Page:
Though, you can always choose to play multiplayer and face off against other people. Playing a few games pre-release I got lucky, as most people are roughly as clueless as I am. Give it a few months and there will be some very dangerous armchair generals around. The multiplayer looks and feels almost identical to the campaign, with one major caveat: other people are crafty bastards. While the AI follows routines based on programmed personalities, people don’t. Players will lie, concoct schemes behind your back, and enact unpredictable campaigns against you. It makes for a much more dynamic, but potentially more frustrating, experience.
There’s a great deal to manage in Humankind, as you can imagine. Time doesn’t pass in years; instead, it’s based on turns. Each turn you can move all your units, select new infrastructures or buildings to work on. You can begin recruiting military units, conduct political meetings, and assign new technology research. Although the first game you launch into will be endless, any new game will have a set number of turns (up to 600) before the game “ends”. Victory conditions include winning the Space Race or being the last nation left standing atop an empire of subjugated people. Each new game allows you to set parameters such as world-size and geography, allowing for a unique starting point each time.
Heavy lies the head
City well-being is based on Stability, which can be affected by anything from natural events to war, or bad decisions on your part. As you advance you’ll unlock “Civics”, which are binary choices concerning rules, religion, law, and government. For example, do you want free speech or censored speech; do you want a multicultural society or something more inward-facing. Should your government share power with your churches, or impose national atheism?
These choices all compact, synergise, or conflict with one another, creating a truly unique nation with every playthrough. By the time you reach the late game eras, you’ll have something that functions despite any choices you make, but may not prosper if you made the wrong ones. You can use national games, festivals and religious holidays to appease your people, or rule with an iron fist to get results. Either way, these decisions are yours to make and will eventually lead you either to the stars or to ruin.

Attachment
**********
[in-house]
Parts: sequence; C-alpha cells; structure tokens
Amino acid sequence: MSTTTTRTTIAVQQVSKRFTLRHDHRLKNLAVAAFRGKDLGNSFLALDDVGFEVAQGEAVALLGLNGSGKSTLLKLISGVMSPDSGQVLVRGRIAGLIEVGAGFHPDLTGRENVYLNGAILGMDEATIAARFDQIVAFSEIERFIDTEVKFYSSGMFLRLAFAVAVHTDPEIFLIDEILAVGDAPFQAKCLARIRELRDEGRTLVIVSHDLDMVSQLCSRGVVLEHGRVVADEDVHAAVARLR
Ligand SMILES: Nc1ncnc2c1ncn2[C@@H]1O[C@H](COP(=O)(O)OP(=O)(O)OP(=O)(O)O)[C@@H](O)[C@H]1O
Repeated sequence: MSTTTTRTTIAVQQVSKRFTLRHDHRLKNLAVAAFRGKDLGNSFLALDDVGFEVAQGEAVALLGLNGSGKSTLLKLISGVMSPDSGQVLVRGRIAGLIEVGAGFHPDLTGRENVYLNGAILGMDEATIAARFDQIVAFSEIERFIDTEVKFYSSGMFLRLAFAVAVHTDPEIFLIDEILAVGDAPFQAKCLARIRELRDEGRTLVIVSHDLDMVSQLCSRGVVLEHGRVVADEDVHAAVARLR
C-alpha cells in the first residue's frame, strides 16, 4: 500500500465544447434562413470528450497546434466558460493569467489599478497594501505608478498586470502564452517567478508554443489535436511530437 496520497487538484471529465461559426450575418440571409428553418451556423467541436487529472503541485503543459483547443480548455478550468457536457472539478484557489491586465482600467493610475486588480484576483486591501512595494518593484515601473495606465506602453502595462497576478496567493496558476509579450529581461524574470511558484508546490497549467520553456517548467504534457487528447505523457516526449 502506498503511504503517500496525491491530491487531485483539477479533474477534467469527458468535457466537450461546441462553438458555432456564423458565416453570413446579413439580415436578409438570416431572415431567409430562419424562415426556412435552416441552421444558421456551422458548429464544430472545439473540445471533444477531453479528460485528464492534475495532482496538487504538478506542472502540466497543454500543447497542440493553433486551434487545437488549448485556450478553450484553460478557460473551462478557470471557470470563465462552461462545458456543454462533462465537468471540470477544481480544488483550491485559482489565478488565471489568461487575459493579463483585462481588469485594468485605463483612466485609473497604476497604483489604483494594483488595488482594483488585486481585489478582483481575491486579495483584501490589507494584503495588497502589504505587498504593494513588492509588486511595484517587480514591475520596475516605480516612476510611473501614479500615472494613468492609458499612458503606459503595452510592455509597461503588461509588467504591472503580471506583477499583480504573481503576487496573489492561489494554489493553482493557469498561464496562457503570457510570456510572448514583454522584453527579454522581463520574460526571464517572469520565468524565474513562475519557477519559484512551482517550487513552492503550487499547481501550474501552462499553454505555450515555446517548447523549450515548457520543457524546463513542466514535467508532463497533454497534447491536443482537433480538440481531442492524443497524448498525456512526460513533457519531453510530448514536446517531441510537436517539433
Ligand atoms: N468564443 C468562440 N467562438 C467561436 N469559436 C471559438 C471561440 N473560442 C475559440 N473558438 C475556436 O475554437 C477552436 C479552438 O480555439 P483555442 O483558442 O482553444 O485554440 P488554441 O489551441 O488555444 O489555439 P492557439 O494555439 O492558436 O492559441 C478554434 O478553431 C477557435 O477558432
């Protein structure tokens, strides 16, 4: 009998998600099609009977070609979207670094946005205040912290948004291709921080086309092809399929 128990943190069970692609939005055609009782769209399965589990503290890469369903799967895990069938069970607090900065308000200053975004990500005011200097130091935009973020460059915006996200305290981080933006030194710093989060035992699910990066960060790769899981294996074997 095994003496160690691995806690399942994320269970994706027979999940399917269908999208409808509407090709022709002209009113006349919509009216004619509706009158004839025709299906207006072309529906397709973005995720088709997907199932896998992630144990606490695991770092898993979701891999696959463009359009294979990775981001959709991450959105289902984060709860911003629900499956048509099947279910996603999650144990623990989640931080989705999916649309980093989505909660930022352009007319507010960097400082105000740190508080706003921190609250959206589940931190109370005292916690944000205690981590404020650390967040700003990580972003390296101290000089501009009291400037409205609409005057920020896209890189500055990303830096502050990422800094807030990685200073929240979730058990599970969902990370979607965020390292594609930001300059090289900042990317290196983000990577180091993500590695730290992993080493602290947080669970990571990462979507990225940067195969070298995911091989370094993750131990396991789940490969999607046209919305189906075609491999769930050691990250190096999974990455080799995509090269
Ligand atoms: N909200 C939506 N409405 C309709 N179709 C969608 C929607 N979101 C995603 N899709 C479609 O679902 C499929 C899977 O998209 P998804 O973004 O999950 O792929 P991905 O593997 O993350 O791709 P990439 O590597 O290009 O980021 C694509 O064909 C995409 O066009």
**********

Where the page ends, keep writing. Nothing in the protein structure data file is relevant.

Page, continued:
It’s toward the latter eras that things begin to make less sense. It’s possible to still have your people living in Tudor houses while your nearest neighbour is in skyscrapers. And despite building high-tech train stations, modern city blocks and even planes, there are still horses and carts trundling round your buildings. It’s distracting and very odd, but symptomatic of being able to research technology so haphazardly.
Humankind: It’s a beautiful world
Humankind looks lovely, though, and tiny details make a wealth of difference. Birds and wildlife wheel and frolic; minute people go about their business. The bright, colourful aesthetic and likeable narration combine to create a sense of something like whimsy. I did, however, hit a few snags. Sometimes on loading in, your cities will take several turns to become fully visible. And more than once the world leaders completely changed. Oh, and it has a tendency to eat your save games, which happened to me and cost me about three hours of expansion. Hopefully these will be ironed out at launch or soon after.
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Having played so many civ sims over the decades, it takes a special one to really get my attention. Recently the likes of Per Aspera and Imagine Earth have taken the kind of chances only indie games take, but Humankind seems to tread a line between those riskier ventures and the more established franchises like Sid Meier’s. Playing it is both deeply relaxing and yet mentally stimulating, requiring you to think and plan but not constantly hitting you with war and disaster. The option to sculpt a nation from so many real-world cultures is genuinely exciting. The creative scope is immense, and I’m sure people will forge incredible things once it launches.
Despite a handful of technical issues that should be patched out quickly, Humankind is an effortlessly enjoyable, truly innovative civilisation sim. There are some cracks in the shiny veneer, for sure, but on the whole it’s a great experience with almost endless replayability. Oh, and the theme music is absolutely stunning, too.
Dense, but easy to follow
Latter eras can feel weirdly disconnected
Long loading times